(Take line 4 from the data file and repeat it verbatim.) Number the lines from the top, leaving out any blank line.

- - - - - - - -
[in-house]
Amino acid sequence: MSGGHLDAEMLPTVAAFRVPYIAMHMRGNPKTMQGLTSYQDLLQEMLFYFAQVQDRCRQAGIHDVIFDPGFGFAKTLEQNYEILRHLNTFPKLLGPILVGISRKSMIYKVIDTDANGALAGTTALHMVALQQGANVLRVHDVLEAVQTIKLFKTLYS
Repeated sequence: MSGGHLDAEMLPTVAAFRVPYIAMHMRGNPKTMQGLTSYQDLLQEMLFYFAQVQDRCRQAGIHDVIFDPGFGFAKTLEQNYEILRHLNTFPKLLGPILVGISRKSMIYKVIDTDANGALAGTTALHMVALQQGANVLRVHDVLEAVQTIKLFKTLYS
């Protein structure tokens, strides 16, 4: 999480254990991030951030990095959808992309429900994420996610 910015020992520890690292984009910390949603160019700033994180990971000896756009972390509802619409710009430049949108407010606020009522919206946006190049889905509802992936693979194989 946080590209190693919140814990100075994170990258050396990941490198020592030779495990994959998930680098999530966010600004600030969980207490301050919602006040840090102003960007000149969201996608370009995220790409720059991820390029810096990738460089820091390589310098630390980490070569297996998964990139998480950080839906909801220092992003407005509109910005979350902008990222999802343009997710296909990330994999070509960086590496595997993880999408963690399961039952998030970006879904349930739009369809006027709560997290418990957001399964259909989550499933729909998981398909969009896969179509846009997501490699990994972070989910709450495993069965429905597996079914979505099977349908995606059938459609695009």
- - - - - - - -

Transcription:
């Protein structure tokens, strides 16, 4: 999480254990991030951030990095959808992309429900994420996610 910015020992520890690292984009910390949603160019700033994180990971000896756009972390509802619409710009430049949108407010606020009522919206946006190049889905509802992936693979194989 946080590209190693919140814990100075994170990258050396990941490198020592030779495990994959998930680098999530966010600004600030969980207490301050919602006040840090102003960007000149969201996608370009995220790409720059991820390029810096990738460089820091390589310098630390980490070569297996998964990139998480950080839906909801220092992003407005509109910005979350902008990222999802343009997710296909990330994999070509960086590496595997993880999408963690399961039952998030970006879904349930739009369809006027709560997290418990957001399964259909989550499933729909998981398909969009896969179509846009997501490699990994972070989910709450495993069965429905597996079914979505099977349908995606059938459609695009």